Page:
On rebooting: the unreasonable effectiveness of turning computers off and on again
From first principles
Turn a misbehaving computer off and on, or stop a misbehaving program and then start it again. Often, the problem goes away.
Most users don’t think hard about this, and accept it as just another inscrutable fact about computers.
However, as you learn more about how computers work, I suspect that you start feeling uncomfortable about never outgrowing this seemingly hacky and arbitrary fix. Professional engineers working for the most celebrated technology companies on Earth are sometimes reduced to blindly rebooting everything from their personal workstation to hundred-node distributed systems clusters. Is this the best that anyone can do?
Well, I offer the following argument that restarting from the initial state is a deeply principled technique for repairing a stateful system — whether that system is a program, or an entire computer, or a collection of computers.
Before a computing system starts running, it’s in a fixed initial state. At startup, it executes its initialization sequence, which transitions the system from the initial state to a useful working state:
This initialization sequence has been executed many times during the development, testing, and operation of the system. It is therefore likely to be reliable: that is, the transitions from the initial state to the working state occur with very high cumulative reliability. And this is not accidental: it stems from fundamental characteristics of the engineering process that built the initialization sequence.
As the system runs correctly, it transitions from its initial working state to other well-behaved states:
| (w_0) <--> [...] |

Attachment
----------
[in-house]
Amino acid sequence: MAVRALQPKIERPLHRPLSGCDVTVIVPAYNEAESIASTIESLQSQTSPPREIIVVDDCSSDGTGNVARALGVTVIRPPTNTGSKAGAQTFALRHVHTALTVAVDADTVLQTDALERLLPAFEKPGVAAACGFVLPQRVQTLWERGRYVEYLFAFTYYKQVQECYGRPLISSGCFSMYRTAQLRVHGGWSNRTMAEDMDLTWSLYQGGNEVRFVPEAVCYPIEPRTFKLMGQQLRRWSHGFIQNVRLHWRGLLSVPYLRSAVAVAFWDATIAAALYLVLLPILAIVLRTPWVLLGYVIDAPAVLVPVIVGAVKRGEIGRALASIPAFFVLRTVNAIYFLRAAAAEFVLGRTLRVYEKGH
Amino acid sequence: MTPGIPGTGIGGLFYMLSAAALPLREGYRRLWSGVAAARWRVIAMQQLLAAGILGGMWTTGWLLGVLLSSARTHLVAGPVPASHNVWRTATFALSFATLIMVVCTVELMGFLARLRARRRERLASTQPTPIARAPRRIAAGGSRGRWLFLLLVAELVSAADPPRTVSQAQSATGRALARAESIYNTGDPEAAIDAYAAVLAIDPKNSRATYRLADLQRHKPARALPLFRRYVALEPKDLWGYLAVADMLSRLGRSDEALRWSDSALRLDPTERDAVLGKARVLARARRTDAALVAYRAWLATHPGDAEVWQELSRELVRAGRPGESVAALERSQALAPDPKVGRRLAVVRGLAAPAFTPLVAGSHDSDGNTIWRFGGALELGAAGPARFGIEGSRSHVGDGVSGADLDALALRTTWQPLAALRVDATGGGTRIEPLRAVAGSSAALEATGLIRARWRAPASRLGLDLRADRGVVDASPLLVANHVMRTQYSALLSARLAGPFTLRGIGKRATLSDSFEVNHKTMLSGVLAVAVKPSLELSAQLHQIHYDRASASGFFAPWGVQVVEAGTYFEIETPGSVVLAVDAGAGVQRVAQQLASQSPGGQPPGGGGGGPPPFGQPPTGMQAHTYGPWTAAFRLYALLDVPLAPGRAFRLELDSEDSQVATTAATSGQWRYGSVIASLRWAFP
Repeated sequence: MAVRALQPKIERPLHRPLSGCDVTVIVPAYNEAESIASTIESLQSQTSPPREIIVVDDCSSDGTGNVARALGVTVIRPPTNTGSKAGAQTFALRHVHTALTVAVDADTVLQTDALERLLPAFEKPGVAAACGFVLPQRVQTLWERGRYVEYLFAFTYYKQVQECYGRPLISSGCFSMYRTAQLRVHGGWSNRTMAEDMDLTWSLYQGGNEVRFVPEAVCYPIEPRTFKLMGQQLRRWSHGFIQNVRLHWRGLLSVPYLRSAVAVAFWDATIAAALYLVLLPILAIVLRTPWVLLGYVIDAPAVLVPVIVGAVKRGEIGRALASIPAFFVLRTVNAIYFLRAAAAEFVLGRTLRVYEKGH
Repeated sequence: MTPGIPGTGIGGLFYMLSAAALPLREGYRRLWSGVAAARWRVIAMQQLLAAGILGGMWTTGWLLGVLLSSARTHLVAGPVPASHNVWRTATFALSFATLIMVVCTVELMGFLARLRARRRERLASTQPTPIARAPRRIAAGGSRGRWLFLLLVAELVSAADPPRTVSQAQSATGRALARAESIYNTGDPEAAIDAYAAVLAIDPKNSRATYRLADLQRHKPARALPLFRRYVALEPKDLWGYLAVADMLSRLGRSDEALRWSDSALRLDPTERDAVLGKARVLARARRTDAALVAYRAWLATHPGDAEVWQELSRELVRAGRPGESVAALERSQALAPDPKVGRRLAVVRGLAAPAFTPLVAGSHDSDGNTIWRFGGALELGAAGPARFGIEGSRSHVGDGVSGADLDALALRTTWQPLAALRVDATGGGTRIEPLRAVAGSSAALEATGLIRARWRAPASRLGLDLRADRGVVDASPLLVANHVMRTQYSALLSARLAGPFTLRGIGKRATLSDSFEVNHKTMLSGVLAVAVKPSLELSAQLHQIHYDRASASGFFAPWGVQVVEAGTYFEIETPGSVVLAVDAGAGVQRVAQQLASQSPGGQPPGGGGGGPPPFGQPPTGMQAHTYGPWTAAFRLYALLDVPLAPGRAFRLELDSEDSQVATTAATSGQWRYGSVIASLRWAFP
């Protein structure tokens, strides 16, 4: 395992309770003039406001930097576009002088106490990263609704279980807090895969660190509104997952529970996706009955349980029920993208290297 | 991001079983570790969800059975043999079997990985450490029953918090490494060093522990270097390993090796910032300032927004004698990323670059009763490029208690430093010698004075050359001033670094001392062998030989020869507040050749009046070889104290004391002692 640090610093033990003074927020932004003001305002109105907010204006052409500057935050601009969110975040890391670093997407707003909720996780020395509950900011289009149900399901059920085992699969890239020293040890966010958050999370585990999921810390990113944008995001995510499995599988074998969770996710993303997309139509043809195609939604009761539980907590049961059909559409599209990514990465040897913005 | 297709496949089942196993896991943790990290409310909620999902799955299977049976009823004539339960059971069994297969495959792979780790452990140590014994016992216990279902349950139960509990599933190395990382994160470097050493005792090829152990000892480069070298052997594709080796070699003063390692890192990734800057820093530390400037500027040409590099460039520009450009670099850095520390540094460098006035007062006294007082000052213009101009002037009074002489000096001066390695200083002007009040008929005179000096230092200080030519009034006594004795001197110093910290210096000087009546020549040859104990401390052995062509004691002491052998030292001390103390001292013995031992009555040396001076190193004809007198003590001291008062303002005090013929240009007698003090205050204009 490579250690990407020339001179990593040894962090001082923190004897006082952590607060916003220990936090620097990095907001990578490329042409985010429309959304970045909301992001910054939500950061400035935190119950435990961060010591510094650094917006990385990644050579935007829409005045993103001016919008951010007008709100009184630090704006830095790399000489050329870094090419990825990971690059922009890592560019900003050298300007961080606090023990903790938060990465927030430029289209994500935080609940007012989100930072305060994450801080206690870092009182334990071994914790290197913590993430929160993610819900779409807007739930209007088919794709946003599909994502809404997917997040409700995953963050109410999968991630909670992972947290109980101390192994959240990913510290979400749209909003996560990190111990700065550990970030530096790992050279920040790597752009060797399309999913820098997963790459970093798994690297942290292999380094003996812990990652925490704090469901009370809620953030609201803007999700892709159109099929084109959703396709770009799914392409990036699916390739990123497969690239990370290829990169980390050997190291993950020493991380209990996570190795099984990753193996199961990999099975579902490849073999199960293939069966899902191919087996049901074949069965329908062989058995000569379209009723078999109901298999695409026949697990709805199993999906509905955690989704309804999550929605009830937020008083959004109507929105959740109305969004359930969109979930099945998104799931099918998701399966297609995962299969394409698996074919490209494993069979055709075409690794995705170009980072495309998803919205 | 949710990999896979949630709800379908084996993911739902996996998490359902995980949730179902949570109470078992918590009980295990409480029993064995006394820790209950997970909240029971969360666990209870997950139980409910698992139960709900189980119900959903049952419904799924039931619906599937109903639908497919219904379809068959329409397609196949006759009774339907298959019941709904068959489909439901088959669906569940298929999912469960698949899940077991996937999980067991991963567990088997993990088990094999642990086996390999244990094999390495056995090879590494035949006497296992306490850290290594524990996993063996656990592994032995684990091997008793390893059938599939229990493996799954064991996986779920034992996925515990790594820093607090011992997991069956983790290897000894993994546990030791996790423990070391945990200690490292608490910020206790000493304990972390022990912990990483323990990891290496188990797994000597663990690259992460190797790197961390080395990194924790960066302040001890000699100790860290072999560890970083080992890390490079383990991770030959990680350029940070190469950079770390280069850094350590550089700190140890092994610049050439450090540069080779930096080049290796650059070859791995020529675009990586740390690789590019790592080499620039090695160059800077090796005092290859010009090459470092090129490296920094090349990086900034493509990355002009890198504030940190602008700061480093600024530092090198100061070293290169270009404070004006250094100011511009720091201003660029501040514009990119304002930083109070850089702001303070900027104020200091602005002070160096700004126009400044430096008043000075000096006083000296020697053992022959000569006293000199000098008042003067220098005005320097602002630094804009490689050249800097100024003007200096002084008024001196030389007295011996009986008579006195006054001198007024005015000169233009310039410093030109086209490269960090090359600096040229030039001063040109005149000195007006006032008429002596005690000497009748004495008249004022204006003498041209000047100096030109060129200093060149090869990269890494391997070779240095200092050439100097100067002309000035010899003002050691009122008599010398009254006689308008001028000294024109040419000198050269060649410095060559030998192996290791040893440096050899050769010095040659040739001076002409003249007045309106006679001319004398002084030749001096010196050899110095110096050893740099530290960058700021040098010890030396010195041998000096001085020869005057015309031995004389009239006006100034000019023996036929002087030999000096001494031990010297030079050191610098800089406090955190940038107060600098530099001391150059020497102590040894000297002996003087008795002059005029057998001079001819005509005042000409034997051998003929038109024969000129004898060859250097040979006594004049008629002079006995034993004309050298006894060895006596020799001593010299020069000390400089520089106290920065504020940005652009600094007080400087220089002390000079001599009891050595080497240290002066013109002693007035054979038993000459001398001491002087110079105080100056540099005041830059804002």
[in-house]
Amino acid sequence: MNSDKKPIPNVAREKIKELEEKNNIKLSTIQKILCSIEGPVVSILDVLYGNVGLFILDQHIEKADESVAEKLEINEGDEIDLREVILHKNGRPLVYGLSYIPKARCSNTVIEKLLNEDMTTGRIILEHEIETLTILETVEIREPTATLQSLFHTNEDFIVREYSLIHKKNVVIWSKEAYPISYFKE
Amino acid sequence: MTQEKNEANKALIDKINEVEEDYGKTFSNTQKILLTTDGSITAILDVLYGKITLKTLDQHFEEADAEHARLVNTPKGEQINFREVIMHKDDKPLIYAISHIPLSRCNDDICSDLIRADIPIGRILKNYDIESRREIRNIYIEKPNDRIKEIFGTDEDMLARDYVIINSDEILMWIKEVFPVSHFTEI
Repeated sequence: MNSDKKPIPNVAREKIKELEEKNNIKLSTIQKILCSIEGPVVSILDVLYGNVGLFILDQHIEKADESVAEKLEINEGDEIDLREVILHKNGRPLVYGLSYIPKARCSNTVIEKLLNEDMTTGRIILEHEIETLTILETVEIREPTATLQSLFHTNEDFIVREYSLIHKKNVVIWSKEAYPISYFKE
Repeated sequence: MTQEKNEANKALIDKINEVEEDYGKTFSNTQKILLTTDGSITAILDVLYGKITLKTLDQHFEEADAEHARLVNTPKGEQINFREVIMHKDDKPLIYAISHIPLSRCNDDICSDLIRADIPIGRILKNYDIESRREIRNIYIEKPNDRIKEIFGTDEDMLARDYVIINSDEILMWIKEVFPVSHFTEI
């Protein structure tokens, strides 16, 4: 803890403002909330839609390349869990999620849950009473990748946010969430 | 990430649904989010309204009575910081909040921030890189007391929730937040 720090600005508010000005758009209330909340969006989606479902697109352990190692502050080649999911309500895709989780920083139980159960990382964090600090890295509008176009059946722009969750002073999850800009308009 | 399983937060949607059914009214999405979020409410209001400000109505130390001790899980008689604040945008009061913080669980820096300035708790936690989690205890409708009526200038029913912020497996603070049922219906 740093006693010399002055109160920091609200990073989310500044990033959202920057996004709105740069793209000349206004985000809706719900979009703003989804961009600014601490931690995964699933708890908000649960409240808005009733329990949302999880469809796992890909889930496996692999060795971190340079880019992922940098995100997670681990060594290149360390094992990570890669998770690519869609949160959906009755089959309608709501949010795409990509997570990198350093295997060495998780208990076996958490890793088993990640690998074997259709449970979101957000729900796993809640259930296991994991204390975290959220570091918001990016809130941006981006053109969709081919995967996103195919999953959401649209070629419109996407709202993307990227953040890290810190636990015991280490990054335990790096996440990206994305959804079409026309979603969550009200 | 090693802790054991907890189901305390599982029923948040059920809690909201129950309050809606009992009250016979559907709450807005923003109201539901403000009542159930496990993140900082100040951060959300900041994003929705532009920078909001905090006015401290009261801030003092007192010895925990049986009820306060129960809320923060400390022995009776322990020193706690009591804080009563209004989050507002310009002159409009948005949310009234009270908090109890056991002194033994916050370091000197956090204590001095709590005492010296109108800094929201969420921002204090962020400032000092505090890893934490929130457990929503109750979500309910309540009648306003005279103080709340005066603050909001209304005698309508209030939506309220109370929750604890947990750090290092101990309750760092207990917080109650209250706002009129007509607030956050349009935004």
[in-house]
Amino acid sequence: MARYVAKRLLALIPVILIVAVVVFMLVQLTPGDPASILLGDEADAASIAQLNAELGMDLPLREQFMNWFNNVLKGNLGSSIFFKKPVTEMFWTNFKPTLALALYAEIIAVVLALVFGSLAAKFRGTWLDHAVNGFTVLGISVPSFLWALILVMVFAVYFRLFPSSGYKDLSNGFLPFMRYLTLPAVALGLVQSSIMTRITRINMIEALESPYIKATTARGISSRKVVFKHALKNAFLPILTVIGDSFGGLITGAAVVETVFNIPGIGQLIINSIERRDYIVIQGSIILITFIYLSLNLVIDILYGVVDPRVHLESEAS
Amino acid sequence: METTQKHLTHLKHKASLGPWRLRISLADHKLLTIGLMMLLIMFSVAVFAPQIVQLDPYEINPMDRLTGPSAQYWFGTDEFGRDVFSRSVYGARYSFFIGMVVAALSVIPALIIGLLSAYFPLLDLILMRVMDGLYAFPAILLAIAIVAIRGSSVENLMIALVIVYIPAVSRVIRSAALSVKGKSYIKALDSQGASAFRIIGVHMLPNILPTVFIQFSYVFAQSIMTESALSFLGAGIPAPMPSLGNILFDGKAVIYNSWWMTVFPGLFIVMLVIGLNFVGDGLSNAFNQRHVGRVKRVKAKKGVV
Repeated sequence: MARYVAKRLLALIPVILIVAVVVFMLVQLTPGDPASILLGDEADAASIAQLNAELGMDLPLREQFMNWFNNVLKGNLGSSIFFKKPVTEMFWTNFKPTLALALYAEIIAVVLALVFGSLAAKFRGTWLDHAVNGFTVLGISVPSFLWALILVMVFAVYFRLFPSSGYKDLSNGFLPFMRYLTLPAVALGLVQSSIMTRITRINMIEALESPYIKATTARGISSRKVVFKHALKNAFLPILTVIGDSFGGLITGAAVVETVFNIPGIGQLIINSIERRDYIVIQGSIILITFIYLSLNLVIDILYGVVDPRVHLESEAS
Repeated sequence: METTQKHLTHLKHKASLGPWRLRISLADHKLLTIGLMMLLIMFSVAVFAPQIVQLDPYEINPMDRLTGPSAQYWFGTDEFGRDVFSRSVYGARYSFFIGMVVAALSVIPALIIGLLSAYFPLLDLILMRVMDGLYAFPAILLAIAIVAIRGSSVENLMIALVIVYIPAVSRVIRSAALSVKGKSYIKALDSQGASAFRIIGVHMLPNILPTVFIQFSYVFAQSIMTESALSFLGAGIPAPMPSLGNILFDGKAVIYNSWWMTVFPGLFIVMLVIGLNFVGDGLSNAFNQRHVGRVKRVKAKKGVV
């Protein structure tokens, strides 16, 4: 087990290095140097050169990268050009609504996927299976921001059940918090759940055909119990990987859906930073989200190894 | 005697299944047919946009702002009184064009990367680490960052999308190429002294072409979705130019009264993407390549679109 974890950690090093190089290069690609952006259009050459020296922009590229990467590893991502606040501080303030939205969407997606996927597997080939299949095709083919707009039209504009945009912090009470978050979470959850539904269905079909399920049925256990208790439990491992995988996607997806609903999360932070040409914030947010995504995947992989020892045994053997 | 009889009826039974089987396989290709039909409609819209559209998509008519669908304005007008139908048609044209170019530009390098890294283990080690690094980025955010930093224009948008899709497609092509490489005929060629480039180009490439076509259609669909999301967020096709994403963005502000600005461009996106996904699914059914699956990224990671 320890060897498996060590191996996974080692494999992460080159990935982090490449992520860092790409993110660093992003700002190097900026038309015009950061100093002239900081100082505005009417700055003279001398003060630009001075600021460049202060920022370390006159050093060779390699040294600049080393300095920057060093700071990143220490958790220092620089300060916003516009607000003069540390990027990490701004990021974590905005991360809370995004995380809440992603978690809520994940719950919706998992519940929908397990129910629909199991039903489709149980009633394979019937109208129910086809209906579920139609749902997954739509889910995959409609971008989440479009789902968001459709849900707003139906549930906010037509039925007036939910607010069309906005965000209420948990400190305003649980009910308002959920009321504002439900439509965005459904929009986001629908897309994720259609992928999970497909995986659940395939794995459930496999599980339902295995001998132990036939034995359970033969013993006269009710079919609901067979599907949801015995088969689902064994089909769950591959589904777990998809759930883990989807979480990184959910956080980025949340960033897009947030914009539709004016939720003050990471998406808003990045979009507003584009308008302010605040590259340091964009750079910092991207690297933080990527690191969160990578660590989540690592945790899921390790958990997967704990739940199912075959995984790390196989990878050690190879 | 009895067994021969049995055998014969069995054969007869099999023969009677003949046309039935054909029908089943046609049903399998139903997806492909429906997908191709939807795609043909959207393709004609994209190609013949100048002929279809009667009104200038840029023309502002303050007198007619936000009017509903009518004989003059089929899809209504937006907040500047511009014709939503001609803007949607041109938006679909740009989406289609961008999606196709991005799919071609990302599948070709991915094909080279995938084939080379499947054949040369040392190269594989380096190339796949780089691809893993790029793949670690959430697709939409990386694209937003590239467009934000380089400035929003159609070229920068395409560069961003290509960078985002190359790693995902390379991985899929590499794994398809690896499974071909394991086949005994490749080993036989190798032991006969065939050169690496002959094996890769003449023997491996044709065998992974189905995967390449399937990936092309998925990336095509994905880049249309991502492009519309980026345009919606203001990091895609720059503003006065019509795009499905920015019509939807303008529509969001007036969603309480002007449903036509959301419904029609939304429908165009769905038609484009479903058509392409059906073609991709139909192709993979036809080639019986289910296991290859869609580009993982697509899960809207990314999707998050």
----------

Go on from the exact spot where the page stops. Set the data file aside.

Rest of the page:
| ^ ^ |
| | | | (working states)
| v v |
| [...] <--> (w_n) |
However, when the system reaches a defect, it leaves the set of working states, and enters a broken state:
| (w_0) <--> [...] |
| ^ ^ |
| | | | (working states)
| v v |
| [...] <--> (w_n) |
By definition, this broken state is unexpected; otherwise, it would just end in another working state.
At this point, any attempt to bring your system back directly from the broken state into a working state is improvisational. We are no longer like the classically trained violist from Juilliard performing a Mozart sonata after rehearsing it a thousand times; we are now playing jazz. And in the engineering of reliable systems, we do not want our systems to improvise.
So, what should we do to fix the system?
Turn it off, and turn it on again. Anything else is less principled.
If you were paying attention, you may have noticed some sleight of hand in the above reasoning. I glossed over the distinction between two different ways of resetting a system: rebooting a computer, and restarting a program.
As often happens with a crack in a simple story, if you pry at it, you will realize that a great chasm of complication opens up.
Restarting a program, as you well know from experience, is sometimes not enough to fix its misbehavior. There can be errant state elsewhere in the computer. Sometimes bad state can survive even a system reboot: if the program executable is corrupted on disk, no amount of rebooting will save you. If your hardware is corrupted deeply enough, even wiping the disk and reinstalling your operating system won’t work.
And yet, of course, we do not throw out our computers and buy new ones every time a program does something wrong. So the story of system repair is one of “turning it off and on again” at various layers of abstraction. At each layer, we hope that we can purge the corruption by discarding some compartmentalized state, and replacing it with a known start state, from which we can enter a highly reliable reinitialization sequence that ends in a working state.
(There seem to be certain analogies here between computing systems and biological ones. Your body is composed of trillions of compartmentalized cells, most of which are programmed to die after a while, partly because this prevents their DNA from accumulating enough mutations to start misbehaving in serious ways. Our body even sends its own agents to destroy misbehaving cells that have neglected to destroy themselves; sometimes you just gotta kill dash nine.)
Local crashes and global equilibria
So, resetting a single component’s state is insufficient to prevent the system as a whole from going wrong. We can go further: sometimes resetting a component can exacerbate the problem.